Friday, August 13, 2010

Shooting Cake for the Glorious Twelfth

Hello again, at long last I am here to bring you more baking and this time I am here with my junior chef, Ellis.  I confess that I have been motivated by the arrival on my doorstep of a book sent by Grub Street, Elizabeth David's 'English Bread and Yeast Cookery'.

It seemed churlish, if not rude, not to give them a quick puff and bake a few goodies from it.  I do have a copy already and indeed have baked from it previously on these pages, but this splendid hardback copy looked at me with authority and said 'Stop shirking, and get back in the kitchen'.  By serendipitous chance I chose to bake Shooting Cake yesterday - the 'Glorious Twelfth' (August the 12th, like it or not is the start of the shooting season) - so I'll take that as an auspicious sign that the Blog Gods are smiling on my return...

Shooting Cake, although Elizabeth David doesn't mention in this book, was part of the spread produced by the Edwardian country house kitchen either to greet the hungry back from a day's shoot on the moors, hills, great estate or as part of a heaving picnic luncheon to fortify the hunters.  The Glorious Twelfth being the start of the game season I can presume would have been an occasion for a particularly splendid feast to mark the day.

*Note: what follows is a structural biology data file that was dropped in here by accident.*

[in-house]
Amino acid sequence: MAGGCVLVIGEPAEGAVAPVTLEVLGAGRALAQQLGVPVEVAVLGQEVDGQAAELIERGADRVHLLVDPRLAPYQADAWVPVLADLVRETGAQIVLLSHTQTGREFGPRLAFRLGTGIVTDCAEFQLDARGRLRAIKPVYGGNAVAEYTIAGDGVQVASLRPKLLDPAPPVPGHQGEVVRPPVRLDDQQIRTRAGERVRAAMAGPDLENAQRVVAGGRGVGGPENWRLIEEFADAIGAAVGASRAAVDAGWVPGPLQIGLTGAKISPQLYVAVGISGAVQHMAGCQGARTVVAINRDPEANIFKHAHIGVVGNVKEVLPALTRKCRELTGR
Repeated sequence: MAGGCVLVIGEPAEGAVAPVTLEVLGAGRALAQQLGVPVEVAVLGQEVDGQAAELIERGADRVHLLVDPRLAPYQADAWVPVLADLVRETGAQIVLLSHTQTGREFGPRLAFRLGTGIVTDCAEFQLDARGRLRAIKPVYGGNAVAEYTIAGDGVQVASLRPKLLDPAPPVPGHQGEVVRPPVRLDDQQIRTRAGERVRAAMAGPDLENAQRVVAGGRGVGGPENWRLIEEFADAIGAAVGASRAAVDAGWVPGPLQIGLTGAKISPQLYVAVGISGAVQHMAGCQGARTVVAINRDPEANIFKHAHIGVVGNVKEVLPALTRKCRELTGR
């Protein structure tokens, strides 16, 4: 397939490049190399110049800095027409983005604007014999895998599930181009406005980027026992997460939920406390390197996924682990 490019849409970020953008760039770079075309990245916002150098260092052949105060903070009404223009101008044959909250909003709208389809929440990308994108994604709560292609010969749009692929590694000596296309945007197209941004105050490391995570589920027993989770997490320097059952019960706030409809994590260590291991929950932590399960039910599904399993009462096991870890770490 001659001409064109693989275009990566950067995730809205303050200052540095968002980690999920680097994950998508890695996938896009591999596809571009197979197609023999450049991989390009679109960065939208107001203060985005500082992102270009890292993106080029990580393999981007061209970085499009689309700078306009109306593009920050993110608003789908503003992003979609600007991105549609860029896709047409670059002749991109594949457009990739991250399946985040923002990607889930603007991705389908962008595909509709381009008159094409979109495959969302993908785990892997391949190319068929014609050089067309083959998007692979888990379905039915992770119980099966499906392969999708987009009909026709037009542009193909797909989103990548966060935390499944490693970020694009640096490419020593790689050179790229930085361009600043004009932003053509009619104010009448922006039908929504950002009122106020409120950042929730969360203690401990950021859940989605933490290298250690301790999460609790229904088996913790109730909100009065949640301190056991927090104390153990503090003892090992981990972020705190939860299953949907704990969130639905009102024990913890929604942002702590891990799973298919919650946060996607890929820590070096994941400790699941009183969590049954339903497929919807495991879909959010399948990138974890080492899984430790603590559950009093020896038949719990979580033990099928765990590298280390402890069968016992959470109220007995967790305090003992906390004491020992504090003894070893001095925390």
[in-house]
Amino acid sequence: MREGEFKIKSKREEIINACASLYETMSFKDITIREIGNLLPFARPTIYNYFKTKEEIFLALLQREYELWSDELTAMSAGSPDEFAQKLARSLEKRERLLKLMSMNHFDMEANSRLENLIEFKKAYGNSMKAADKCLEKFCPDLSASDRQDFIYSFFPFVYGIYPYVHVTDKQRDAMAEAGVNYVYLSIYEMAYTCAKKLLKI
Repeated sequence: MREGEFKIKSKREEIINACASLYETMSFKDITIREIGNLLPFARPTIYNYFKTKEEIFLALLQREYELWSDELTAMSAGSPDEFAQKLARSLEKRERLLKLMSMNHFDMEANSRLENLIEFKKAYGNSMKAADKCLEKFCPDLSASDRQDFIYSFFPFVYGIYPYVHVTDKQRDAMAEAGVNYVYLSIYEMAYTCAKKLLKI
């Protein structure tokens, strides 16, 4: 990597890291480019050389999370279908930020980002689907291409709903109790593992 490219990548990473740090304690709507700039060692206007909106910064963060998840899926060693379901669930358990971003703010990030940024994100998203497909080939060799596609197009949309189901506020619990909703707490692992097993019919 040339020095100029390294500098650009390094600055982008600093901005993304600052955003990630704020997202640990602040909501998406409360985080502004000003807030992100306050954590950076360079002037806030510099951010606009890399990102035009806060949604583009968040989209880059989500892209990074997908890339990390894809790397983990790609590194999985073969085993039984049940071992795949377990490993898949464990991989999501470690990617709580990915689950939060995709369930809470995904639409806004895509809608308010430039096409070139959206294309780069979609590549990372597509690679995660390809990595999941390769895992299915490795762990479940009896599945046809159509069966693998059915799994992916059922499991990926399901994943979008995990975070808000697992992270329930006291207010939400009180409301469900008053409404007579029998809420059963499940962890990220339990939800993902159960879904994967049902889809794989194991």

David's recipe comes from 'Ulster Fare', a booklet produced by the Belfast Women's Institute Club, 1946.  The original recipe uses 1lb flour, 1/2lb brown sugar, 1lb raisins, 1/2lb butter, 2 eggs, peel and juice of two lemons, 2 teaspoons of carbonate of soda mixed with warm milk.  The cooking instructions were to bake in a slow oven for two hours.  Elizabeth David adds the comment, 'I cannot help thinking that two hours' baking for a cake containing just three pounds of ingredients would be excessive.  It would be a good idea to try the cake in half quantities and for a shorter cooking time'.  In a footnote on the same page she then gives her own version of the recipe: 'I now make the cake with 1/2lb flour, 1/4lb Demerara sugar, 1/4lb raisins, 1/4lb butter, 2 eggs, peel and juice of one lemon, 1 level teaspoon bicarbonate of soda.  Bake in 6 and a half to 7 inch round tin, 3 ins. deep, for 50 minutes at gas no. 5, 375 degrees F, 190 degrees C'.